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Anal Biochem. 1990 May 1;186(2):316-9.

Lucigenin chemiluminescence as a probe for measuring reactive oxygen species production in Escherichia coli.

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Department of Microbiology, Loma Linda University, California 92350.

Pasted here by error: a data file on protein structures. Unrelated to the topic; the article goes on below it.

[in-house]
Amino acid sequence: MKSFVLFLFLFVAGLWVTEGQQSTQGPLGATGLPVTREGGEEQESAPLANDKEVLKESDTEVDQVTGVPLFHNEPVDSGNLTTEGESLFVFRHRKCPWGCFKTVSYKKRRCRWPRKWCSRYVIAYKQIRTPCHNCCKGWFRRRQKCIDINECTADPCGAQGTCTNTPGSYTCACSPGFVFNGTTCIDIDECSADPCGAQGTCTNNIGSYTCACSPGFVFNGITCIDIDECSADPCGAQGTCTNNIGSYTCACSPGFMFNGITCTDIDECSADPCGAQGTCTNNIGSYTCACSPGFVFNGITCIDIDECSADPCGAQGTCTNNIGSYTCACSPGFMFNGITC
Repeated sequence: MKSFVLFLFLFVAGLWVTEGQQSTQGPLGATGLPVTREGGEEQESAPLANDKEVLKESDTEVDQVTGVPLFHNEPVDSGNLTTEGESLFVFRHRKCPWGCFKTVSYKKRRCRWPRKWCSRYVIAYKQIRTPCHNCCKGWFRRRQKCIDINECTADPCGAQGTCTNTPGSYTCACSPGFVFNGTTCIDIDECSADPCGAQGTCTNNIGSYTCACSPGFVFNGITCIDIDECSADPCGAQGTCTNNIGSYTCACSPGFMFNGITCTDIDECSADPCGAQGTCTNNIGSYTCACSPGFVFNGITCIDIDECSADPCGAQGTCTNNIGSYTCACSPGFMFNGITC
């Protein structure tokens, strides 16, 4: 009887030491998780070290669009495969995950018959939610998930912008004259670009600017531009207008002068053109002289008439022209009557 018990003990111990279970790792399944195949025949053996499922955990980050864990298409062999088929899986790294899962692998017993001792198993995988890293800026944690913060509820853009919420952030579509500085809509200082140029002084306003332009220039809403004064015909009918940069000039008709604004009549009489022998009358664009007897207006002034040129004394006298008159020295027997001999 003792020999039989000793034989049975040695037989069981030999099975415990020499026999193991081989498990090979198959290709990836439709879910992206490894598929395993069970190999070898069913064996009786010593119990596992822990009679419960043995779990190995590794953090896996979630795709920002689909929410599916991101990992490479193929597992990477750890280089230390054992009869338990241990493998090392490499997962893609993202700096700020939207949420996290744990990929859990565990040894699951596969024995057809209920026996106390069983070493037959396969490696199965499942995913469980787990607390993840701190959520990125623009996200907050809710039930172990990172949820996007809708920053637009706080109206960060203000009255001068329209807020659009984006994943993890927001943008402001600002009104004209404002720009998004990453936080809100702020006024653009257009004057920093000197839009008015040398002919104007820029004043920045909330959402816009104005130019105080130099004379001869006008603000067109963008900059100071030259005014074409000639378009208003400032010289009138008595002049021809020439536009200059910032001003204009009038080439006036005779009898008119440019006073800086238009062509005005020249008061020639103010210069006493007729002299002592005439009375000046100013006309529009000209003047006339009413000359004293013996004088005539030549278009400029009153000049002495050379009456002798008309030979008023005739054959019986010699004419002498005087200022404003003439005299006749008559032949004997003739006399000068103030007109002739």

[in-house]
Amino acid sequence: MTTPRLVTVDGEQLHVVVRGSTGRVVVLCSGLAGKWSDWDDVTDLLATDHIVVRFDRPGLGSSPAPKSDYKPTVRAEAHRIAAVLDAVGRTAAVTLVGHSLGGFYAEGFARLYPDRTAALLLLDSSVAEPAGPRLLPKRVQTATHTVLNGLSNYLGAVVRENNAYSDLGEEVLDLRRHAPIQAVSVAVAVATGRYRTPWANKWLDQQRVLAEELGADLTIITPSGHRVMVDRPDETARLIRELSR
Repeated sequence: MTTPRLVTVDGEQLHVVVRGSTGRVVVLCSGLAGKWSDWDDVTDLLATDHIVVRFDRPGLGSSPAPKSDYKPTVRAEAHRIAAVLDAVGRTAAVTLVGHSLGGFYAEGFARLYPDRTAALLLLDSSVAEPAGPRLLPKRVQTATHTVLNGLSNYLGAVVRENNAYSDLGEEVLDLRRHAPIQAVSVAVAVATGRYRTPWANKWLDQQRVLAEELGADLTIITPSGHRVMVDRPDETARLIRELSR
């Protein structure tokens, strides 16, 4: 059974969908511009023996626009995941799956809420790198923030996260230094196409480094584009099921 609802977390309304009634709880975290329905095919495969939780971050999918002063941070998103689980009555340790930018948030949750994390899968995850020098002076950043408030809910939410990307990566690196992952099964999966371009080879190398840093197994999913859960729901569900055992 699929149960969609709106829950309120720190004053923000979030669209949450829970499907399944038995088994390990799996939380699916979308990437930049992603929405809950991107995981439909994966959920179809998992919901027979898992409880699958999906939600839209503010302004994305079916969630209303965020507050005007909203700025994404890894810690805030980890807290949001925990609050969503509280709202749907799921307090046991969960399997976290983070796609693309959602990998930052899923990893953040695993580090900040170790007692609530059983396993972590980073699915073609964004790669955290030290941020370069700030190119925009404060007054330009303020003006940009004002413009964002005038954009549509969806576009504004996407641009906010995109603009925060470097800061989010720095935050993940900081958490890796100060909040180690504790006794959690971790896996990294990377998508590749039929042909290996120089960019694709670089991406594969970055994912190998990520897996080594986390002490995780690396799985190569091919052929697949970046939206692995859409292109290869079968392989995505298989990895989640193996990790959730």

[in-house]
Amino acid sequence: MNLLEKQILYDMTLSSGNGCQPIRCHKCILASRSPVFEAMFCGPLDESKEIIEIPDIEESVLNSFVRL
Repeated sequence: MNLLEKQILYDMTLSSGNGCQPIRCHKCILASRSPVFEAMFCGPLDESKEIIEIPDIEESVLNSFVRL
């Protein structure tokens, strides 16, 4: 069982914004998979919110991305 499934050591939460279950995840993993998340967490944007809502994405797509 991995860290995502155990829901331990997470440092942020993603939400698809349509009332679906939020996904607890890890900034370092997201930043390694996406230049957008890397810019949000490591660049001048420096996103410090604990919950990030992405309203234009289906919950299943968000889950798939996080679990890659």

Addition of oxygen to whole cells of Escherichia coli suspended in the presence of the chemiluminescent probe bis-N-methylacridinium nitrate (lucigenin) resulted in a light emission increase of 200% of control. Addition of air to cells showed a chemiluminescent response far less than the response to oxygen. The redox cycling agents paraquat and menadione, which are known to increase intracellular production of O2- and H2O2, were also found to cause a measurable increase in lucigenin chemiluminescence in E. coli cells when added at concentrations of 1 and 0.1 mM, respectively. The oxygen-induced chemiluminescent response was not suppressed by extracellularly added superoxide dismutase or catalase. Further, the lucigenin-dependent chemiluminescent response of aerobically grown E. coli to oxygen was significantly greater than that of cells grown anaerobically. Heat-killed cells showed no increase in chemiluminescence on the addition of either oxygen, paraquat, or menadione. These results show that lucigenin may be used as a chemiluminescent probe to demonstrate continuous intracellular production of reactive oxygen metabolites in E. coli.

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